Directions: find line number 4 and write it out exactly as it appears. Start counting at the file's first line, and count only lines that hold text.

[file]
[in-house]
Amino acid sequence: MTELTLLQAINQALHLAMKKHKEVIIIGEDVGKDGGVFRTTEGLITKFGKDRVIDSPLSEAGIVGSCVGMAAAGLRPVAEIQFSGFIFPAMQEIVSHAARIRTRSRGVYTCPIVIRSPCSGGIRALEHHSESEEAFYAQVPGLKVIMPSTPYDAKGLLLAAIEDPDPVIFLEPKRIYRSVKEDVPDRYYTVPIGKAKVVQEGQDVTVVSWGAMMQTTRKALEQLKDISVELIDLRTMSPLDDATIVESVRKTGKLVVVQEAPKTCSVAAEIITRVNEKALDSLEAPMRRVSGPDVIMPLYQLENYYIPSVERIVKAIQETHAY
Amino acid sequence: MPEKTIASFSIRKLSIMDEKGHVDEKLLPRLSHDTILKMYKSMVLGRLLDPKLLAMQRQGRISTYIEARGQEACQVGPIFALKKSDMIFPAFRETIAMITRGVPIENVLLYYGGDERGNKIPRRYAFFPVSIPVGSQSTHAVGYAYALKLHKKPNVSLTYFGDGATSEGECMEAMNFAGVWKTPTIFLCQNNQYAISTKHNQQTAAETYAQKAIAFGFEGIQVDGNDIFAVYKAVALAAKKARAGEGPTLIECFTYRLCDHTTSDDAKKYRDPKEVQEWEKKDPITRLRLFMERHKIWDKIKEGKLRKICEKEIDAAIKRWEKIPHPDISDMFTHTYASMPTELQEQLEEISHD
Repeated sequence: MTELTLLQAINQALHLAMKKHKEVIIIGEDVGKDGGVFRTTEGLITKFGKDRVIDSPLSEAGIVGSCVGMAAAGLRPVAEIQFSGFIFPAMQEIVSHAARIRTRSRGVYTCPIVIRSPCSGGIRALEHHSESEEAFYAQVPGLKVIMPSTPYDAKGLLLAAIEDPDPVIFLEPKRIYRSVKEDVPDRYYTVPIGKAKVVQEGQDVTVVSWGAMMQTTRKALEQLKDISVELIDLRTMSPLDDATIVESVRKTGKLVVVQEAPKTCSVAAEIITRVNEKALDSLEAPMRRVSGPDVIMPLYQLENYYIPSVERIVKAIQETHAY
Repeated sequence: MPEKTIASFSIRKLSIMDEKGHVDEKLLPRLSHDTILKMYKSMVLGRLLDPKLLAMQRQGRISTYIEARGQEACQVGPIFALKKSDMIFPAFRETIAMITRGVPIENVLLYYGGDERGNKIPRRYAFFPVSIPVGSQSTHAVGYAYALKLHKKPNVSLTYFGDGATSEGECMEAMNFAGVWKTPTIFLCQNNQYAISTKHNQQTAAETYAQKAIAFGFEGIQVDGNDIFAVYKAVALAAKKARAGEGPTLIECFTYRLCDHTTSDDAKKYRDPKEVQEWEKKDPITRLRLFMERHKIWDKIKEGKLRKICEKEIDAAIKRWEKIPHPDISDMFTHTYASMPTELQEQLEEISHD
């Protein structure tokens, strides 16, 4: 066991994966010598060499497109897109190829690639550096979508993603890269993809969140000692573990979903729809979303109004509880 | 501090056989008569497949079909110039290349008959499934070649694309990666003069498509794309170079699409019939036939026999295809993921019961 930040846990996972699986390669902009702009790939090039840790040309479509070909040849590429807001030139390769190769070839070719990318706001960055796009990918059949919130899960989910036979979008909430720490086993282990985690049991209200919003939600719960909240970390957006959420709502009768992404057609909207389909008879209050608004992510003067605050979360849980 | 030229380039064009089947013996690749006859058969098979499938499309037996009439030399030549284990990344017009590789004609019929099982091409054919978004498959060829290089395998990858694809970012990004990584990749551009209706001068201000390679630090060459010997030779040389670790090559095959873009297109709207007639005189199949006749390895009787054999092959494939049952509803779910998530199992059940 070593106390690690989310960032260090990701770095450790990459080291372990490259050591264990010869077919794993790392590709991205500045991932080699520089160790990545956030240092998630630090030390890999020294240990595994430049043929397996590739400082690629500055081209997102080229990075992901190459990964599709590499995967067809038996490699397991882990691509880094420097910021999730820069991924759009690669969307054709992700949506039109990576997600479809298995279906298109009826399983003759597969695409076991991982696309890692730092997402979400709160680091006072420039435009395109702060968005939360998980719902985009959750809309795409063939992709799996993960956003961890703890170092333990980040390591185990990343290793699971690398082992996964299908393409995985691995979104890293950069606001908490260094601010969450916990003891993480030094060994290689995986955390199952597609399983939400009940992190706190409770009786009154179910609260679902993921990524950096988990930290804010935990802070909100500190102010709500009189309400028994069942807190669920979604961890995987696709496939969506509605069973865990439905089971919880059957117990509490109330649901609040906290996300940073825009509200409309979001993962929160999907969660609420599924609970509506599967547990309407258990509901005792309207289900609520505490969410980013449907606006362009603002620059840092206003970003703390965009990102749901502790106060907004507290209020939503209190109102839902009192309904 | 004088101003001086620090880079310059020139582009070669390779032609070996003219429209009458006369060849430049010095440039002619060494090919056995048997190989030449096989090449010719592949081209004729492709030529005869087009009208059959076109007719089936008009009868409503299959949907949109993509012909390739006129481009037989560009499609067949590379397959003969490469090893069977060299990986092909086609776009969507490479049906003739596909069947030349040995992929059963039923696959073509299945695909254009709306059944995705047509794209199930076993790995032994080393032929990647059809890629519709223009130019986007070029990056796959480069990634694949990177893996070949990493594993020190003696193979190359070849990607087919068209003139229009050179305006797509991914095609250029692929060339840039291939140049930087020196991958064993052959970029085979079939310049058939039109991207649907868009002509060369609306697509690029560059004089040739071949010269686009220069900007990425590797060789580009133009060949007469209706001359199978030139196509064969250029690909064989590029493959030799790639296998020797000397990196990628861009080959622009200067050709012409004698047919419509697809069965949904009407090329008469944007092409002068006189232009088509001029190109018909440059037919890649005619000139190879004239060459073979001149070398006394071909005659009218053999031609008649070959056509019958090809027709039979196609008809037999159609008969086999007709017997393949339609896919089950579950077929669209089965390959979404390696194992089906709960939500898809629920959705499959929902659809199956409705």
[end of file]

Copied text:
Repeated sequence: MTELTLLQAINQALHLAMKKHKEVIIIGEDVGKDGGVFRTTEGLITKFGKDRVIDSPLSEAGIVGSCVGMAAAGLRPVAEIQFSGFIFPAMQEIVSHAARIRTRSRGVYTCPIVIRSPCSGGIRALEHHSESEEAFYAQVPGLKVIMPSTPYDAKGLLLAAIEDPDPVIFLEPKRIYRSVKEDVPDRYYTVPIGKAKVVQEGQDVTVVSWGAMMQTTRKALEQLKDISVELIDLRTMSPLDDATIVESVRKTGKLVVVQEAPKTCSVAAEIITRVNEKALDSLEAPMRRVSGPDVIMPLYQLENYYIPSVERIVKAIQETHAY